So I went to waltmaddox.com and kayivey.com excited to dig a little deeper. Of course the sites featured feel-good stuff about how great both are and their extensive resumes. Both candidates have spent a considerable percentage of their adult lives in public office, but we knew that. I wanted to get down to the nitty-gritty, so I slapped on the reading glasses and clicked on the “Issues” pages to see what each considers the most challenging matters facing Alabama.

The differences were rather stark. I’m not saying I agree with all of Maddox’s approaches, but he at least has made an effort to educate voters. Ivey might as well have posted the messages from the last 10 fortune cookies she ate.

Maddox’s page starts out talking about making Alabama’s elected officials accountable and links to a nine-point plan for ethics overhaul in state government. Too much to go through each here, but it’s primarily aimed at putting the smack down on grifters who use public office to enrich themselves.

Ivey’s first issue says, “I believe in God, and I believe we need to look to Him for the answers.” There’s no link to further explain what role God will play in her next administration, though, or if he’ll be paid through a dark money 501(c)(3).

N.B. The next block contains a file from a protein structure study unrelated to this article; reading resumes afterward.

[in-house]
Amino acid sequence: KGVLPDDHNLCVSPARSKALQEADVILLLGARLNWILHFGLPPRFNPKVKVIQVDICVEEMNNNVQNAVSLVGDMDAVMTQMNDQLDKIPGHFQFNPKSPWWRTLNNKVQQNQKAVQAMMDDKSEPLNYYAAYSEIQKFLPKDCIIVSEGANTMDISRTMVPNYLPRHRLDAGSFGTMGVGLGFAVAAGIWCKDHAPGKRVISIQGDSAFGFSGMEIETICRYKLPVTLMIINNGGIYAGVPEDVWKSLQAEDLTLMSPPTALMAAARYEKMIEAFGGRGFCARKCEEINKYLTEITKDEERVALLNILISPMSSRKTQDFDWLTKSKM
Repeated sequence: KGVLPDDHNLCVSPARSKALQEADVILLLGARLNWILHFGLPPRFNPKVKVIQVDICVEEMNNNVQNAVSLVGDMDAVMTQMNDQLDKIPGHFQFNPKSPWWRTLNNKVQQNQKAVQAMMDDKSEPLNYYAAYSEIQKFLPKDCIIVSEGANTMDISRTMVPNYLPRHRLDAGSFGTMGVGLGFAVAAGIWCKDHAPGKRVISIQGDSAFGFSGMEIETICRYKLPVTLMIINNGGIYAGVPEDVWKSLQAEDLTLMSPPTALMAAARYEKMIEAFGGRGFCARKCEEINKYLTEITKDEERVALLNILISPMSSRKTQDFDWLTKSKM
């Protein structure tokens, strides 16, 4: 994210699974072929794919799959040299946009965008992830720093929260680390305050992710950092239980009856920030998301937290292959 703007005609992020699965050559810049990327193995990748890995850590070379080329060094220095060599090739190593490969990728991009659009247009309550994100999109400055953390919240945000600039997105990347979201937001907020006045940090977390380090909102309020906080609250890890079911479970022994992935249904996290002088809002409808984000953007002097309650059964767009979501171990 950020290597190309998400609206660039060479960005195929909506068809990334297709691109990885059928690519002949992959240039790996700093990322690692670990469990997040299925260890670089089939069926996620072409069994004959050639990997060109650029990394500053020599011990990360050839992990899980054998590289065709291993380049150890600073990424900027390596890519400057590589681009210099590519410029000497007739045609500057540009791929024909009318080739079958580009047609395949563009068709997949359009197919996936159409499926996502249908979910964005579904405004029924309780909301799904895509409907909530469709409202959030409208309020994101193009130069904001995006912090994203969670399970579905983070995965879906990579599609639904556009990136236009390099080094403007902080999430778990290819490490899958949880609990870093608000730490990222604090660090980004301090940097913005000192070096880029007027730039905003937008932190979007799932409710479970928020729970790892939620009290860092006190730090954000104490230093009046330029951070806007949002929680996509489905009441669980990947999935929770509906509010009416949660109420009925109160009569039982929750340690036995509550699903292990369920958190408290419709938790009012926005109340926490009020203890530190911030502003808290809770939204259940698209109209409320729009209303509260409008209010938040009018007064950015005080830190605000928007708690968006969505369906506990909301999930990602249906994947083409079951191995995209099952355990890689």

Maddox lists jobs as the next most important issue facing Alabamians. He claims 600,000 of our citizens are either unemployed or working in jobs that don’t match their skills. His focus, he says, will be workforce training and making college affordable.

Gov. Ivey’s second issue says, “I believe every life is precious. As a pro-life governor I will always fight to protect the unborn.” Again, no further detail as to the scope of the problem or how she will do this, although it might be a good task for God. Just a thought.

Walt named roads and bridges as his third priority, claiming roughly 100,000 miles of roads in Alabama are “ranked fair, poor or very poor.” He has two links to detailed outlines of his plans. One explains the overall condition of our roadways and their costs in terms of lives and economic opportunities and proposes a 12-cent-per-gallon gas tax increase to pay for repairs. The other describes his success as Tuscaloosa mayor in alleviating flooding there and plans to take that statewide.